The Green Hazards: A Meta-Analysis of Green Tobacco Sickness
Keywords:Green Tobacco Sickness, harvesters, nicotine, health hazards
Green Tobacco Sickness (GTS) has been one of the unexplored areas of occupational health safety. The condition mainly affects the tobacco harvesters. The condition is prevalent in Asian and South American tobacco harvesters. Although transient, the condition can affect multiple organ systems. The objective of this review is to extensively discuss the background, epidemiology, clinical features and measures to counter the problem.
A literature search of Medline with terms such as “green”, “tobacco” and “sickness” was done covering years 1970-2007. All studies, reviews and commentaries on health effects of farming green tobacco and preventing the disease were included.
Green Tobacco Sickness is caused by the absorption of nicotine through the skin from wet tobacco plants who have direct contact with tobacco plants during cultivation and harvesting. The early symptoms often include headache and nausea followed by vomiting, weakness, pallor, dizziness, headaches, increased perspiration, chills, abdominal pain, diarrhoea, and increased salivation which may also progress to extreme conditions like prostration, shortness of breath, and occasional fluctuations in blood pressure or heart rate. The duration of the illness is usually between one and three days. The use of protective, water-resistant clothing, chemical-resistant gloves, plastic aprons and rainsuits with boots and socks has reduced the chances of contracting GTS.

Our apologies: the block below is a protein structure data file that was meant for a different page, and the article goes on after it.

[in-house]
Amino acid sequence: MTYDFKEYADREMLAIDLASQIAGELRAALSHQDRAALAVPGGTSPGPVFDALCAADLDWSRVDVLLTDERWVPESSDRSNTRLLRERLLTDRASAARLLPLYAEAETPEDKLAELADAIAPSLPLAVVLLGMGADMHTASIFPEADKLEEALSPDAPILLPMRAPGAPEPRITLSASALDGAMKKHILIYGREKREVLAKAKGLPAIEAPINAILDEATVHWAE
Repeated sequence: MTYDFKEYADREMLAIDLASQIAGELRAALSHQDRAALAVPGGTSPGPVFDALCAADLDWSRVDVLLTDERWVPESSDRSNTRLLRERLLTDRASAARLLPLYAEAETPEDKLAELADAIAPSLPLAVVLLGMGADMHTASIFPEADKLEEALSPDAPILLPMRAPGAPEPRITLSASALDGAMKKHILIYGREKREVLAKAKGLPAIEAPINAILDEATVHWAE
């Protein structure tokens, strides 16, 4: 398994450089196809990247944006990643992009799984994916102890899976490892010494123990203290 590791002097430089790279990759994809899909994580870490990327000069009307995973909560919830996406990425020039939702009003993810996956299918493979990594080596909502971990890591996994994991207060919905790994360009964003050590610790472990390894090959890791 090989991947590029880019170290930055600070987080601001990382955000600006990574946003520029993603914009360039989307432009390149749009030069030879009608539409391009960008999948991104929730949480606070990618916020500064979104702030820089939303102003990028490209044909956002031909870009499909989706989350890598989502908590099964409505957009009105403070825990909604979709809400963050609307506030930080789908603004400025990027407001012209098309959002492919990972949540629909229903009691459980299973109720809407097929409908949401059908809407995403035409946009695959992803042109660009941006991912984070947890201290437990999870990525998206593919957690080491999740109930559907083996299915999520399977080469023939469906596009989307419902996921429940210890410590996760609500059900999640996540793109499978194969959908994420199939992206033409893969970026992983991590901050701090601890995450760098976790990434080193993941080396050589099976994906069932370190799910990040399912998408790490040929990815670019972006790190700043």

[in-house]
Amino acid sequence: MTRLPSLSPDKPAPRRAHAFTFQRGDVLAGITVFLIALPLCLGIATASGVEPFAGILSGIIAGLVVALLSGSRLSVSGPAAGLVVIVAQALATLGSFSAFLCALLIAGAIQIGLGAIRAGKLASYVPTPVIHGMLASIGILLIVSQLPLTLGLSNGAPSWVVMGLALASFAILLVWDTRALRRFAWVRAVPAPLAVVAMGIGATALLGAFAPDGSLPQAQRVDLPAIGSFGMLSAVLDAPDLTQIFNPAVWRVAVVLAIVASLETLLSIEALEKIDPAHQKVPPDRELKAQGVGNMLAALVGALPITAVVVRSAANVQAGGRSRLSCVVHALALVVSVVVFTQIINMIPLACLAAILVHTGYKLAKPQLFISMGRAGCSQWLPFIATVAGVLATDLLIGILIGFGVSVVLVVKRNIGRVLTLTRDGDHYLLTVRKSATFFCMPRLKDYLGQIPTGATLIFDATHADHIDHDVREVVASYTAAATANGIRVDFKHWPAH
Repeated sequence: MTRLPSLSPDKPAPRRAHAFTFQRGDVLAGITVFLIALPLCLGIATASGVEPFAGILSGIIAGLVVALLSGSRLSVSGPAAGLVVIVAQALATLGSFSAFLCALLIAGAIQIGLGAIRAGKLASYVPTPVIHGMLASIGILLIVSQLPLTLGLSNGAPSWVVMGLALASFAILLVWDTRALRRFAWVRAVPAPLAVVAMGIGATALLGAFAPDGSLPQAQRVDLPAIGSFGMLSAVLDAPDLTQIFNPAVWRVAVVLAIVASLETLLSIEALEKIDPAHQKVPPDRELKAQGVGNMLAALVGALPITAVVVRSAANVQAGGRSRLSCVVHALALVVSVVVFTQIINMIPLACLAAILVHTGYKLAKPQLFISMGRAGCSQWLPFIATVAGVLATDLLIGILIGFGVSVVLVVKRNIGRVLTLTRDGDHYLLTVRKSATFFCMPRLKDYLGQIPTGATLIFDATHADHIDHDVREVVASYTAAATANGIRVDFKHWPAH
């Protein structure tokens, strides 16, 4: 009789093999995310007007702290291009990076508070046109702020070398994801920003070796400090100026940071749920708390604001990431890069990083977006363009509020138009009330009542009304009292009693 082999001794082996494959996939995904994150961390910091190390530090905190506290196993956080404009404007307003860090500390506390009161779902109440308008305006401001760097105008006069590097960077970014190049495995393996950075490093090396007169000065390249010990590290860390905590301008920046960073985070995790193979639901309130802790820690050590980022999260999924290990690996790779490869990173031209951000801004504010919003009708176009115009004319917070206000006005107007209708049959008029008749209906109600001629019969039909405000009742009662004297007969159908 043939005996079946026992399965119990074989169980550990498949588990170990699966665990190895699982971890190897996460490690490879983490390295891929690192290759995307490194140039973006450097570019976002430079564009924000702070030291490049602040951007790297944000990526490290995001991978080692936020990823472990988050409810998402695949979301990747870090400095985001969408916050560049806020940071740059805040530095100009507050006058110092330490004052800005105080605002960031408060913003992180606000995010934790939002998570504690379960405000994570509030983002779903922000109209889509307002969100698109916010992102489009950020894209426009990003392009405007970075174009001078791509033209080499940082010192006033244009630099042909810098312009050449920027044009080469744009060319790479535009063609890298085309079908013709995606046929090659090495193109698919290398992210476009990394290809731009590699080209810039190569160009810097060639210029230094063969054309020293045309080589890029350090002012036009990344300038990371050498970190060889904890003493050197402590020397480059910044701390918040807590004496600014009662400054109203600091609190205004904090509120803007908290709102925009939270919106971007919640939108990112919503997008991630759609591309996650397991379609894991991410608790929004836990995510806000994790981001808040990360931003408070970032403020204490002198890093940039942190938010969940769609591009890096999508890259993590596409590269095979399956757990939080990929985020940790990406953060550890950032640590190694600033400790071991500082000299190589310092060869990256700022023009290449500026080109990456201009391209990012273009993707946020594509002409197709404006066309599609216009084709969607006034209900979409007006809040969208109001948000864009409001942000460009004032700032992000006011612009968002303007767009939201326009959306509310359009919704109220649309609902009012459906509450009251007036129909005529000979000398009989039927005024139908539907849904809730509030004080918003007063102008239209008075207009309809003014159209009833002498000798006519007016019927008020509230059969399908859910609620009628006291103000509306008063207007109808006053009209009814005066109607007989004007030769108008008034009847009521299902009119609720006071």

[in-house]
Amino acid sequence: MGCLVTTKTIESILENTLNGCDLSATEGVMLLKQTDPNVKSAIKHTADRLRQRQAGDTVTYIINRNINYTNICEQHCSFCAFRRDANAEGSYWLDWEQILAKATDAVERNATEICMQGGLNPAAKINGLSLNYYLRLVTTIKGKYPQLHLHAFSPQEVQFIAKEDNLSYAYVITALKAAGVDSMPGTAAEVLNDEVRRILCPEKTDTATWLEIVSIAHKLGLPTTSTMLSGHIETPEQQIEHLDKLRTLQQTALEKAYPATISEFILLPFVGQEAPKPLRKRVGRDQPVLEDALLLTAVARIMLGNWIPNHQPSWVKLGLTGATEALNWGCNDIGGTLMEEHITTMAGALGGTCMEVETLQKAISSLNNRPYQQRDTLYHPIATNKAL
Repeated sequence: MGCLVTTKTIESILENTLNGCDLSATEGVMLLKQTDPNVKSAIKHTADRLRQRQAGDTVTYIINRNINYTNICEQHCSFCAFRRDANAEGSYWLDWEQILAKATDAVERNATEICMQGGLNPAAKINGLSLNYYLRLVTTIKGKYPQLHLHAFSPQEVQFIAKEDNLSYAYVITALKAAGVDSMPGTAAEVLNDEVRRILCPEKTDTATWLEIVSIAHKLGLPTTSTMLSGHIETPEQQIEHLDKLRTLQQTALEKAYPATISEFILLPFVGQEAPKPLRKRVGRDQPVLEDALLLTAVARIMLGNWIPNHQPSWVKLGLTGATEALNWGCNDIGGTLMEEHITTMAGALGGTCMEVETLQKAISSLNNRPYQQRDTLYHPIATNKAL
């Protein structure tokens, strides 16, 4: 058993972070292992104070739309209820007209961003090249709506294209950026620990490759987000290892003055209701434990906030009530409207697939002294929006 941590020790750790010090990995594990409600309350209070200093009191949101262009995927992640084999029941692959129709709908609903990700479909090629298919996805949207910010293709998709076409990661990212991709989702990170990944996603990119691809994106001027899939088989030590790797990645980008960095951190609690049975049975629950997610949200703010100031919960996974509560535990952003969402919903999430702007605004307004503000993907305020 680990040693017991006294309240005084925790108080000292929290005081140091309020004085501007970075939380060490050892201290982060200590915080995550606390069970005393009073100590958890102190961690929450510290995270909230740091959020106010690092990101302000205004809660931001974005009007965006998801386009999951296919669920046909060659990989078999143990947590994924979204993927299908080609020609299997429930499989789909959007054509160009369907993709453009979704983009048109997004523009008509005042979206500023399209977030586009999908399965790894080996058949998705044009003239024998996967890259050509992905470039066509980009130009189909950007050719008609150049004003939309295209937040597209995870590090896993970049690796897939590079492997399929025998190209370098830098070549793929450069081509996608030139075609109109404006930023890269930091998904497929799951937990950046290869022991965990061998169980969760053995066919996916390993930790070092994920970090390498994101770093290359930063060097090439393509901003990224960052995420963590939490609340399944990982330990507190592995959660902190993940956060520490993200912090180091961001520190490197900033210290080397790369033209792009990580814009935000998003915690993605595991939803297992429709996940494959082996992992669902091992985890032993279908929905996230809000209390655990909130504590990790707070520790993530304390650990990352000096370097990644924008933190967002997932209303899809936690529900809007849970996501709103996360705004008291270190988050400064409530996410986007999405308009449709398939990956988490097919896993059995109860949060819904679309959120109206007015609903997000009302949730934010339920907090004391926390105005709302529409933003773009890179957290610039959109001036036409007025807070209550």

It is important to educate the tobacco workers and the employers about GTS in order to reduce its incidence. An international level awareness campaign has to be taken up and more stringent workers safety regulations have to be formulated.
International Journal of Occupational Safety and Health, Vol. 2 No. 1 (2012) 11-14